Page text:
The newest diesel engines and powertrains offered by GM, Ford, and Dodge have energized diesel-pickup enthusiasts and aftermarket manufacturers alike--for good reason. Performance has entered a whole new realm, and these current diesels have a lot of potential.
The Duramax 6600 diesel engine and Allison 1000 Series five-speed automatic transmission first became available in the 2001 Chevy/GMC 2500HD/3500 Silverado and Sierra. Since then, the Duramax and Allison have helped GM gain market share by establishing an excellent reputation for power and durability. While we know the Duramax can tow and haul, we're just beginning to learn about its true hot-rod capability.
The layout of all underhood...
The layout of all underhood components closely matches that of a new truck. A modified 2002 Dodge Cummins intercooler was added behind the grille. Space is limited, but there's room for a full-width intercooler and a custom A/C condenser, with minor mods to the grille and parking-light assemblies.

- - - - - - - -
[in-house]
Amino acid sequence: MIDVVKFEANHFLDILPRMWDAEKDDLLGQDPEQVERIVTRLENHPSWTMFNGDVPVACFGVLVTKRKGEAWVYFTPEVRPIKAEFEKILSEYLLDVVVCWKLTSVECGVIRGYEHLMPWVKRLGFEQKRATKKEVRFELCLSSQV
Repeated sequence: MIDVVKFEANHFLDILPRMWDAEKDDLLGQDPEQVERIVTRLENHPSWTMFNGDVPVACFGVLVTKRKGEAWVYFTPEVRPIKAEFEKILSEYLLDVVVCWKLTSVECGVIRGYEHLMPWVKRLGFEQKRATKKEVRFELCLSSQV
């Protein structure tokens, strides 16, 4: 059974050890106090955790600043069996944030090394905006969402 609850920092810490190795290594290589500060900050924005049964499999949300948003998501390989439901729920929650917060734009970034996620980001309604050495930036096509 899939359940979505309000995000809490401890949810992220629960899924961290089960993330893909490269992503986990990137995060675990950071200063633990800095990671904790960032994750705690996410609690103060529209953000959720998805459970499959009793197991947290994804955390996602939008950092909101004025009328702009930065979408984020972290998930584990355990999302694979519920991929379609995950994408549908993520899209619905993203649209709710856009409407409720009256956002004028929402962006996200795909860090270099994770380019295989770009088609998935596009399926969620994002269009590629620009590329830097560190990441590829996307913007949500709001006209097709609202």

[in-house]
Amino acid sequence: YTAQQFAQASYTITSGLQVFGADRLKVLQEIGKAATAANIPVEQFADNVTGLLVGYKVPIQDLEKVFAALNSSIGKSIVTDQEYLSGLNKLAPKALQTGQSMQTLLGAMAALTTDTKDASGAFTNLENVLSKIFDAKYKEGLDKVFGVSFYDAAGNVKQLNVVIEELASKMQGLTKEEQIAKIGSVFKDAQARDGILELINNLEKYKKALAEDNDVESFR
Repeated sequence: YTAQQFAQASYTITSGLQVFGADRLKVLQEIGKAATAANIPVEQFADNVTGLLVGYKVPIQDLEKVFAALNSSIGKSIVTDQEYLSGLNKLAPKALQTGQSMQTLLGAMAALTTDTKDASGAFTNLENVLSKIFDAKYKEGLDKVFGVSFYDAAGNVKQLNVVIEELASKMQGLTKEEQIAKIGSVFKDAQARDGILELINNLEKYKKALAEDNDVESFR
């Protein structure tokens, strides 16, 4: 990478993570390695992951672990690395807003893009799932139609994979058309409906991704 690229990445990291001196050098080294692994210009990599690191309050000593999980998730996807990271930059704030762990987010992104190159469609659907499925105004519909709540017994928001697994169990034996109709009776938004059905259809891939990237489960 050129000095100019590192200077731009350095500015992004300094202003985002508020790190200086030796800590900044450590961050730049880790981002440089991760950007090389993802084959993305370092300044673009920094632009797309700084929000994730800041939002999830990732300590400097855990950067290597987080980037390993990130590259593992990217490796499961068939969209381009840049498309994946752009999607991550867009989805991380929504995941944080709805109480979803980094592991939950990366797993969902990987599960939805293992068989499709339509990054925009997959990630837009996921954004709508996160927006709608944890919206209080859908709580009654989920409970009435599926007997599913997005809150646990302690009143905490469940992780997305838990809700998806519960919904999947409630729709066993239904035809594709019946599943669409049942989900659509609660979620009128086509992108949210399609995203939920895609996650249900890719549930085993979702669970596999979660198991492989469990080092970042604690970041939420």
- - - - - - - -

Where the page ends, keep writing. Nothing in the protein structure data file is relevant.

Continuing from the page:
The lightest diesel pickup available from GM would be a standard cab 2WD heavy-duty 3/4-ton, which weighs approximately 5800 pounds. Extended cab, crew cab, and 4WD models weigh proportionally more--approaching 7000 pounds. However, even these weighty diesels have produced quarter-mile performance in the 12-second range when using the right combination of aftermarket power products.
Taking performance to the next level involves shedding weight, which means if you want a lightweight GM diesel hot rod, you'll have to build it yourself. Our truck is a 1989 Chevrolet Silverado K1500 flareside 4x4, equipped with a new 2002 Duramax 6600 crate engine, an Allison, and an NVG263 pushbutton transfer case obtained from GM Powertrain. This project was created to explore the performance potential of the Duramax 6600 and Allison automatic when fitted to a lightweight yet street-legal full-size 4x4 truck, having a race weight in the neighborhood of 4700 pounds.